ALBUQUERQUE, N.M. — Access to health care for Native Americans and Alaska Natives will be bolstered with funding included in a massive government spending bill awaiting President Joe Biden’s signature.
The U.S. House passed the measure Friday, avoiding a government shutdown and providing more certainty for a federal agency that delivers health care to more than 2.5 million people.
A coalition of lawmakers from Kansas, Arizona, New Mexico, California and elsewhere fought to include advanced appropriations for the Indian Health Service in the bill, marking a first for the chronically underfunded agency as a way to ensure that services continue in case of potential funding disruptions.
With the legislation, IHS joins other federal health care programs that receive advance funding, including Medicare, Medicaid and the Veterans Health Administration.
“This will ensure that patients are not subject to the uncertainty of the government funding process, saving lives and creating stronger, healthier communities,” Rep. Sharice Davids, D-Kan., said in a statement. “Along with increased funding for education, housing, and economic development, this bill brings us closer to upholding our federal trust and treaty obligations to American Indian and Alaska Native communities.”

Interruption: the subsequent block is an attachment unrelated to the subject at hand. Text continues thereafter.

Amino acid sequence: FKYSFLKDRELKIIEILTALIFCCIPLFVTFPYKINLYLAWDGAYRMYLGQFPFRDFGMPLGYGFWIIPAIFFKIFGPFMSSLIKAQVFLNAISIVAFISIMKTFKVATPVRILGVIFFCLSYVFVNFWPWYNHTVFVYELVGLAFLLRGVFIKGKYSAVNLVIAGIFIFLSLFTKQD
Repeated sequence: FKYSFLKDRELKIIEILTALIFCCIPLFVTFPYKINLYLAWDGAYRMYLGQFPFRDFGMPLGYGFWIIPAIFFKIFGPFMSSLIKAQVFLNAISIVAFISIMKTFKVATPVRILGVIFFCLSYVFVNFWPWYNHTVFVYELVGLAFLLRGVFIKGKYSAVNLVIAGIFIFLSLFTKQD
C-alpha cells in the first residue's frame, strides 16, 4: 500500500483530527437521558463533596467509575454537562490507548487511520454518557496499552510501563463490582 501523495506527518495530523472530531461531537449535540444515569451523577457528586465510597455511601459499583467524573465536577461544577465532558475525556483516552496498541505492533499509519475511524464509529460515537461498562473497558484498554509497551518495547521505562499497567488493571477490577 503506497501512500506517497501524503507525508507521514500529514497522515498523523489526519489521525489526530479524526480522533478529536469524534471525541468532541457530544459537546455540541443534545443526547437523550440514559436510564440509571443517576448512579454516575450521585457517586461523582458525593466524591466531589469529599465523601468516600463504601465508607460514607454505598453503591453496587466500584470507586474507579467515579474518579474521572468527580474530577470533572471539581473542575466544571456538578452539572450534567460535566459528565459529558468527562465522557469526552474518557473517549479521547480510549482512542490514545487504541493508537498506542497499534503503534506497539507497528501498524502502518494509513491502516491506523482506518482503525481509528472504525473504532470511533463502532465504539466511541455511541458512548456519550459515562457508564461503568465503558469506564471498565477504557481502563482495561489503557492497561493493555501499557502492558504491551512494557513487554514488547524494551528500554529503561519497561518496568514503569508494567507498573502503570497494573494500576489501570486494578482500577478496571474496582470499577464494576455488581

Rep. Raul Ruiz, D-Calif., said tribal health facilities are the primary source of health care for Native communities in his district. He called the inclusion of advance funding for IHS a historic step.
IHS, which runs two dozen hospitals and nearly 100 other clinics around the country, repeatedly has been the focus of congressional hearings and scathing government reports that seek reform.
The House Native American Caucus, in a letter sent earlier this month, urged the Biden administration, IHS and tribal nations to work toward authorizing the shift away from discretionary funding.
The lawmakers pointed to a 2017 report by the Government Accountability Office that showed per capita spending for IHS trailed by more than two-thirds the $13,185 spent by Medicare. They said insufficient funding has led to persistent staffing shortages, limited equipment availability, extended wait times and other problems.
More recently, a GAO report issued in March noted that outdated facilities, few inpatient beds and health care provider shortages made the agency’s response to the coronavirus pandemic even more challenging.
IHS received more than $9 billion in COVID-19 relief funding — which it used to address both immediate and longstanding needs — but some members of Congress have argued that the agency’s overall budget needs to catch up with the actual needs in tribal communities.
Advocates also have argued that every time Congress passes a continuing resolution to keep government operating, IHS has to modify hundreds of contracts to adjust for the available funding.
During the last government shutdown, the National Council of Urban Indian Health noted that urban Indian organizations reported at least five patient deaths and significant disruptions in patient services as some clinics were forced to shut their doors.